“I thought, Is this the world as it truly looks? Is this the reality we haven’t learned how to see?”
Artis Martineau, Zero K

Those who came of age in the nineties will no doubt remember the Magic Eye craze. Many will recall the fraught minutes spent studying these seemingly-abstract images, trying to ‘relax’ our vision – to defocus, or deep-focus, depending on whose advice we took – before the 3-D autostereogram appeared in front of us. For some, the computer-generated apparition never materialised. These unlucky few had to look on a meaningless jumble of colour and accept one of two realities: their friends were lying and there was nothing to see, or they were freakishly incapable of seeing an image that was clear to everyone else. It was a choice between paranoia and shame.

I know those feelings all too well. Though it took me just a few minutes to spot the mother whale and her calf on my friend’s living-room wall all those years ago, that frustration, that bewilderment, came back to me not long afterward when I picked up a copy of Underworld at a Los Angeles flea market. For more than a decade thereafter, Don DeLillo became my Magic Eye.

I had read a rave about Underworld in Time magazine. I knew about the award nominations (National Book Award, Pulitzer Prize, you name it), and I’d heard the breathless whispers about the Great American Novel. Taking the book home, I tore into it, and for seventy-five pages I was a believer, right there with DeLillo as he set the scene of the famous one-game play-off between the Dodgers and the Giants at New York’s Polo Grounds in October 1951.

But Underworld‘s prologue (originally published years earlier in Harper’s as ‘Pafko at the Wall’) was apparently an aberration, one that seemed increasingly like a mirage in my rear-view mirror the further I slogged up the mountain of prose that followed. The remaining 750 pages featured a cavalcade of minor characters, trudging through half a dozen storylines, only some of which seemed to connect with each other, none of which connected with me. The dialogue felt wooden, the scenes lacked urgency, and I couldn’t for the life of me find a theme running through it that wouldn’t collapse under the weight of so many words.

But this was DeLillo’s magnum opus, an acclaimed book by an acclaimed writer. And clearly the guy knew how to string a sentence together: the one thing that got me through to Underworld‘s back cover was the rhythmic ease of its prose. Surely I’d missed something. Determined to keep an open mind, I dropped an hour’s wages on White Noise, the other DeLillo ‘masterpiece’ I’d heard about. But White Noise was another struggle for me. I could laugh at DeLillo’s satire on consumerism in the late twentieth century, and I could sympathise with Jack Gladney’s fear of death, but beyond that I was stumped as to why I should care about Jack, his wife Babette or eccentric colleague Murray.

Years later, inexplicably drawn to DeLillo’s name in bold type on a library shelf, I took a stab at his 9/11 novel Falling Man. The book landed back on the shelf five minutes later – the symptoms of White Noise and Underworld were on full display in the opening chapter. I just could not sympathise with characters I found so hollow, could not follow another scene of speech-tagless dialogue between characters who spoke in the same voice as the narrator, could not work up the curiosity to turn another page and find out what might happen next.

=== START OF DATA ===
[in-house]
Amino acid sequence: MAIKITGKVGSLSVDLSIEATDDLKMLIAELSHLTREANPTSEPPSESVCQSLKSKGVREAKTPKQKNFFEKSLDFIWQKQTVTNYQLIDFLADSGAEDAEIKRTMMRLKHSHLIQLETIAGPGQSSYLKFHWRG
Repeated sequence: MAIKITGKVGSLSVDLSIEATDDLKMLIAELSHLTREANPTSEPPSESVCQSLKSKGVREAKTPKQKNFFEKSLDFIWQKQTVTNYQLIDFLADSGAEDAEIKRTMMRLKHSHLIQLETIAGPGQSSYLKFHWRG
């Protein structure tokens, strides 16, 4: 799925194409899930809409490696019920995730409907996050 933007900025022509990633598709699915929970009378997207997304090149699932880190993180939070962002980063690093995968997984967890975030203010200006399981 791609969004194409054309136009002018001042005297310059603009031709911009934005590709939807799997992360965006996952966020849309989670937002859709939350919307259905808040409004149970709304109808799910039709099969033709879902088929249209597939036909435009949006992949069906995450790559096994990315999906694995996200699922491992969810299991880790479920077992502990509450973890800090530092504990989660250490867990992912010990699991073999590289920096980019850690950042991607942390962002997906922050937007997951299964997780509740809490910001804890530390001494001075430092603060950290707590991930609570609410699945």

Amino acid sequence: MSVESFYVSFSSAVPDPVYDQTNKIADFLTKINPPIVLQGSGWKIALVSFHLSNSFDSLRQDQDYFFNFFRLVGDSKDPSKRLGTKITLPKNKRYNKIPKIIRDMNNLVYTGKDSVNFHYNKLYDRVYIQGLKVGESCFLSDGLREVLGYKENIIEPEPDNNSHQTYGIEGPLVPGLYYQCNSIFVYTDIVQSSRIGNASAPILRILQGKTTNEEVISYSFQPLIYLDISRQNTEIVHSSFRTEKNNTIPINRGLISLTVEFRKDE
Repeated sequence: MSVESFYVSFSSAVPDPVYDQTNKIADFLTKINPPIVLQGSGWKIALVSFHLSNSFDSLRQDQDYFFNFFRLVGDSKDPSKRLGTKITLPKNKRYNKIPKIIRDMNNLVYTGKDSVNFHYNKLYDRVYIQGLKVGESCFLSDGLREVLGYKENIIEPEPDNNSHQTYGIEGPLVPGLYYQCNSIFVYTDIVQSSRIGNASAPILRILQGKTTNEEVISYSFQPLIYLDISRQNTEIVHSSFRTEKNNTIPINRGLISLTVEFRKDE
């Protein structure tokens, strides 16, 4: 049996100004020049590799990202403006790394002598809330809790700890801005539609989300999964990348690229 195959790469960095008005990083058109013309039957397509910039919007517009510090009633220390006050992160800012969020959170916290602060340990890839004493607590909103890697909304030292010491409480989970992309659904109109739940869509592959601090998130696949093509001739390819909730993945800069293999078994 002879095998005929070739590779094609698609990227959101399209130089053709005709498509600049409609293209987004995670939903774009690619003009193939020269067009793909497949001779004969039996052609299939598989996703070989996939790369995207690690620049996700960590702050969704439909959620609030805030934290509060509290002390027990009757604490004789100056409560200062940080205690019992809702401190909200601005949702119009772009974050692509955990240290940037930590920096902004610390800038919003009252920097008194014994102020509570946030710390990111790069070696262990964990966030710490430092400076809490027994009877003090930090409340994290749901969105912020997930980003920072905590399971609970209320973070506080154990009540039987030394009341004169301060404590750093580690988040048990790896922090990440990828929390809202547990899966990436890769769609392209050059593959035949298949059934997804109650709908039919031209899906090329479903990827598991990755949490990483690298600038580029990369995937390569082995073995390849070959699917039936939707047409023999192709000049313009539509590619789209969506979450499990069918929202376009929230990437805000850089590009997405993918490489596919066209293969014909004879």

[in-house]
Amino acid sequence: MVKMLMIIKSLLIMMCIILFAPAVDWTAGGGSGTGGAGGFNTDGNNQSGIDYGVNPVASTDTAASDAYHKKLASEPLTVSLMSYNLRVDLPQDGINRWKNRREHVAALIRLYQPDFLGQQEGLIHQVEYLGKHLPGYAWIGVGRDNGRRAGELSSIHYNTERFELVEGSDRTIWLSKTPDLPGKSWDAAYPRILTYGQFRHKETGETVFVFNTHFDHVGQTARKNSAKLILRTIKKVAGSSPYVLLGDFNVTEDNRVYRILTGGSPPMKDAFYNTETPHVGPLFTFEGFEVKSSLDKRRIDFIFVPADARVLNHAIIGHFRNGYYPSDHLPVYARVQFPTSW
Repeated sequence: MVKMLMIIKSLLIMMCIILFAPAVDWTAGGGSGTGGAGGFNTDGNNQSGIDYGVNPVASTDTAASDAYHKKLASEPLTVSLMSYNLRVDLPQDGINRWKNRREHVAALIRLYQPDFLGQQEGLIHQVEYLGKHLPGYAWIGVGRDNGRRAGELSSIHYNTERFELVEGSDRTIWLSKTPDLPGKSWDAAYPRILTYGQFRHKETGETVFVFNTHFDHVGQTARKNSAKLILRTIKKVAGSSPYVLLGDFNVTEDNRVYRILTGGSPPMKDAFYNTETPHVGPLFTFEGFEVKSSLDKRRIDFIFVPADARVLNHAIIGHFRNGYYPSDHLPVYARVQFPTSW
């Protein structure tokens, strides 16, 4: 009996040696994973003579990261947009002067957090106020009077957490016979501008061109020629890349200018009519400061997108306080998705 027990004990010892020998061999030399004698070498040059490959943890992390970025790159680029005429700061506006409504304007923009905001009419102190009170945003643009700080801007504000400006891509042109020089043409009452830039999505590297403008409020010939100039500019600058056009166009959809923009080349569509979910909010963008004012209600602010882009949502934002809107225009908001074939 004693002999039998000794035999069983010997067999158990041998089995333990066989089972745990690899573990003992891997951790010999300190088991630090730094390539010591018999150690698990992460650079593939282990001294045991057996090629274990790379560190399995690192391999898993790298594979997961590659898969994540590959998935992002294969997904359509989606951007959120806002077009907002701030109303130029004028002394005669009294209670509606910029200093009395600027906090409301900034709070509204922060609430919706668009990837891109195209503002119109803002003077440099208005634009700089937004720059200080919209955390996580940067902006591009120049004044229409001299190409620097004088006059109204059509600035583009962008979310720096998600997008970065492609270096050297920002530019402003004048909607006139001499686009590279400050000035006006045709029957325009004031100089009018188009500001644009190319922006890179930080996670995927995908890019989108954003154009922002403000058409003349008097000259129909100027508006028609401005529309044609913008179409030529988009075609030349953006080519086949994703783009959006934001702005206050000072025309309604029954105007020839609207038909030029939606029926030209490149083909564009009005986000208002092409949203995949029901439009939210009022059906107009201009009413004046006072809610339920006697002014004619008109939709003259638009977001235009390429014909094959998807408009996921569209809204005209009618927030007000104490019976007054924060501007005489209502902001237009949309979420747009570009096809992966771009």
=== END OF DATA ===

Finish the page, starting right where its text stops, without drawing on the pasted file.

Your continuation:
But in interview after interview, article after article, my literary heroes continued to drop his name. David Gilbert talked at length about meeting the man, and how delighted he was with DeLillo’s persona. Another article referred to Dana Spiotta as his protégé. If an author influenced me, chances were that DeLillo influenced them. And so when I read about his upcoming novel (his sixteenth), Zero K, I found myself anxious to give it a try – it was a nut I had to crack.

Open Zero K and you find yourself in a futuristic compound in the middle of nowhere. Jeff Lockhart has come here at the behest of his filthy-rich estranged father, to say goodbye to the old man’s second wife Artis, who is dying from Multiple Sclerosis. She is to be cryogenically frozen, in order to be brought back to life once medical science has come up with a cure for her condition. I enjoy a good piece of science fiction, and so I took the book’s premise as a good sign. But DeLillo was still DeLillo, and for a few chapters I found myself rolling my eyes at the unimaginative setting (the compound itself is a maze of colour-coded hallways, each one lined with doors which might or might not lead anywhere), characters who seemed hardly to care about each other, and dialogue so expository that I wondered if the quotation marks were typos.

By Chapter Three I was ready to give up, set the book down, accept that I just didn’t have the DeLillo Receptor Gene, and get on with my life. But that very evening, completely oblivious to my little crisis, my wife Roxanne decided she wanted to watch Rainbow Bridge.

Somehow the glow from Rainbow Bridge was still shining when I picked up Zero K again, because from the first word, every scene now seemed cast in a different light.”